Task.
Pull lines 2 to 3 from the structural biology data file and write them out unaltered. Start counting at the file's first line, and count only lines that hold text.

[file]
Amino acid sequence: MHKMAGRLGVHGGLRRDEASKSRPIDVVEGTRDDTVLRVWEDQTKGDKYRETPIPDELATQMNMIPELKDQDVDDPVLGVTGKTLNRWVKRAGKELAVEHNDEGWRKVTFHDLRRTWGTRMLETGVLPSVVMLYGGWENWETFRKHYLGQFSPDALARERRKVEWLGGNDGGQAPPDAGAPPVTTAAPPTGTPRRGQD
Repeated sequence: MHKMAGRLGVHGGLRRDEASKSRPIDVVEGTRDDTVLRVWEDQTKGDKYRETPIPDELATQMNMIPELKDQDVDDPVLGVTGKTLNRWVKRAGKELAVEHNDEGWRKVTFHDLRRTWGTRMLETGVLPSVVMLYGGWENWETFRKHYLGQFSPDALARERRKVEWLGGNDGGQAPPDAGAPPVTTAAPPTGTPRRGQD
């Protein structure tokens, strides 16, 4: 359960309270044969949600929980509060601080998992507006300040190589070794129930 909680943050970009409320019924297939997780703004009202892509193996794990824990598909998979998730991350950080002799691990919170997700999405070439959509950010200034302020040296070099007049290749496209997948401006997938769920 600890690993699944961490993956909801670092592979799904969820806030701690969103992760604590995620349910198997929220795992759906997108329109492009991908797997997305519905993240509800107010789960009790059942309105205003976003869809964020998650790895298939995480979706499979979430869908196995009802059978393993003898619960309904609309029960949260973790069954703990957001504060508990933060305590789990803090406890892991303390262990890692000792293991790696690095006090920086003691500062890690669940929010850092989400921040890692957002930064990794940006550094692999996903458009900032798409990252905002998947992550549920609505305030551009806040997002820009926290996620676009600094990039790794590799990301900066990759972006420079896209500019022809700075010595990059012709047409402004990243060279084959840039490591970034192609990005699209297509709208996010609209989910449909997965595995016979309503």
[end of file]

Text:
Repeated sequence: MHKMAGRLGVHGGLRRDEASKSRPIDVVEGTRDDTVLRVWEDQTKGDKYRETPIPDELATQMNMIPELKDQDVDDPVLGVTGKTLNRWVKRAGKELAVEHNDEGWRKVTFHDLRRTWGTRMLETGVLPSVVMLYGGWENWETFRKHYLGQFSPDALARERRKVEWLGGNDGGQAPPDAGAPPVTTAAPPTGTPRRGQD
């Protein structure tokens, strides 16, 4: 359960309270044969949600929980509060601080998992507006300040190589070794129930 909680943050970009409320019924297939997780703004009202892509193996794990824990598909998979998730991350950080002799691990919170997700999405070439959509950010200034302020040296070099007049290749496209997948401006997938769920 600890690993699944961490993956909801670092592979799904969820806030701690969103992760604590995620349910198997929220795992759906997108329109492009991908797997997305519905993240509800107010789960009790059942309105205003976003869809964020998650790895298939995480979706499979979430869908196995009802059978393993003898619960309904609309029960949260973790069954703990957001504060508990933060305590789990803090406890892991303390262990890692000792293991790696690095006090920086003691500062890690669940929010850092989400921040890692957002930064990794940006550094692999996903458009900032798409990252905002998947992550549920609505305030551009806040997002820009926290996620676009600094990039790794590799990301900066990759972006420079896209500019022809700075010595990059012709047409402004990243060279084959840039490591970034192609990005699209297509709208996010609209989910449909997965595995016979309503």